Puerto Rican Manatees Suffering from Lack of Genetic Diversity
There are multiple manatee populations in the Caribbean, but new evidence shows that they are isolated with no cross-breeding going on. The endangered marine mammal, known as the sea cow, is a species protected by law and is listed by the World Conservation Union as vulnerable to extinction. A new study conducted by the US Geological Survey (USGS) and the Puerto Rico Manatee Conservation Center (PRMCC) focusing on the West Indian manatees came to the conclusion that manatee preservation is being hampered by their lack of genetic diversity. Their findings will hopefully aid resource managers to make more informed decisions on how to protect the manatees.
Manatees are very large creatures, weighing up to 1,300 pounds (590 kg). They behave much like cows, munching on sea grasses and other plant material all day, grazing at a depth of 1-2 meters and surfacing for air several times per hour. They inhabit shallow, marshy coastal areas and rivers in the tropics. Their three main areas of distribution are the West Indies, Amazon, and West Africa.
The USGS/PRMCC focused solely on the manatees of the West Indies. They found that there was no cross-breeding between manatees of Puerto Rico and those in Florida. This is resulting in a lower genetic diversity in Puerto Rico's fragile manatee population, decreasing its odds for survival.
"Wildlife management has been one of the fields to benefit greatly from the ability to determine relatedness of individuals from DNA analysis, allowing management decisions to be based on concrete scientific evidence for genetic diversity and prospects for it to increase," said USGS Director Marcia McNutt. "These results for Puerto Rico's manatees are a wake-up call."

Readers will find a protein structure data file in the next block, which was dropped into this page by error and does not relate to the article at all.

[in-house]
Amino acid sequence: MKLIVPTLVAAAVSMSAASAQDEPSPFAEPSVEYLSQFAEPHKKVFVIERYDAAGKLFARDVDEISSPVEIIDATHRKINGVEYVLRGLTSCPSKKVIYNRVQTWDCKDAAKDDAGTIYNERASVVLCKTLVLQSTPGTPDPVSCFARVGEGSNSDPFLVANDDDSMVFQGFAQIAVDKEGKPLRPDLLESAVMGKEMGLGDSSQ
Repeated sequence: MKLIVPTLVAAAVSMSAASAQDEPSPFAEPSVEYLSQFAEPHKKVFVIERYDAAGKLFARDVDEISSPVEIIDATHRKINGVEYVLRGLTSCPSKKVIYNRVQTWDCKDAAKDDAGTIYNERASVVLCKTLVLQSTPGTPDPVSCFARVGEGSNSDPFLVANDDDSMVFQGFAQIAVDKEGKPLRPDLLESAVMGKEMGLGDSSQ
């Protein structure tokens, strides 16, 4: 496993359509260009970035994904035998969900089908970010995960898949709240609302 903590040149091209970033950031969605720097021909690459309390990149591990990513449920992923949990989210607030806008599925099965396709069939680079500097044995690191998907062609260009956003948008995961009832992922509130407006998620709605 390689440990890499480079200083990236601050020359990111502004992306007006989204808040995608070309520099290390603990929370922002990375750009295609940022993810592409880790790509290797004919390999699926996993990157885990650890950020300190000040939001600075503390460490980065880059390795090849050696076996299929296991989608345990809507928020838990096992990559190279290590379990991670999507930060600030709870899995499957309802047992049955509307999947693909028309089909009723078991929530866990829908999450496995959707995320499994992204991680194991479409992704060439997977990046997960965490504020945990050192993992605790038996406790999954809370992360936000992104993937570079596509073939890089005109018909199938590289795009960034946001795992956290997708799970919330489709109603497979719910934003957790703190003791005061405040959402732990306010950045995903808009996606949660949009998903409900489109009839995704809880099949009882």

Wildlife authorities estimate about 250 individual manatees living in the waters of Puerto Rico. Coupled with a severe lack of diversity, the population has become extremely vulnerable to natural and man-made disasters. For example, after a major incident like a hurricane, disease, or boat strikes, which can kill a large number of manatees, there may not be enough left to rebound. Losses are not being offset by migration of the Florida manatees.
There is also little hope of migrants to Puerto Rico from other Caribbean islands such as Jamaica, the Dominican Republic, and elsewhere. Smaller islands of the lesser Antilles such as Guadeloupe and the Virgin Islands have already lost all their manatees.
Furthermore, the genetic study has found that there are actually two distinct manatee populations within Puerto Rico itself, but that the two very seldom interbreed, further decreasing the genetic diversity.
Inbreeding is never healthy for any species. To maintain a healthy population, manatees need to mate with other manatees not within their own circle. Otherwise, the species is likely to stagnate and die. Studies like this are important for conservationists to understand the problem and work towards the solution. Hopefully the manatees of the West Indians will bounce back to a sustainable population size and a healthier dynamic.
This study has been published in the journal Conservation Genetics
Manatee image via Shutterstock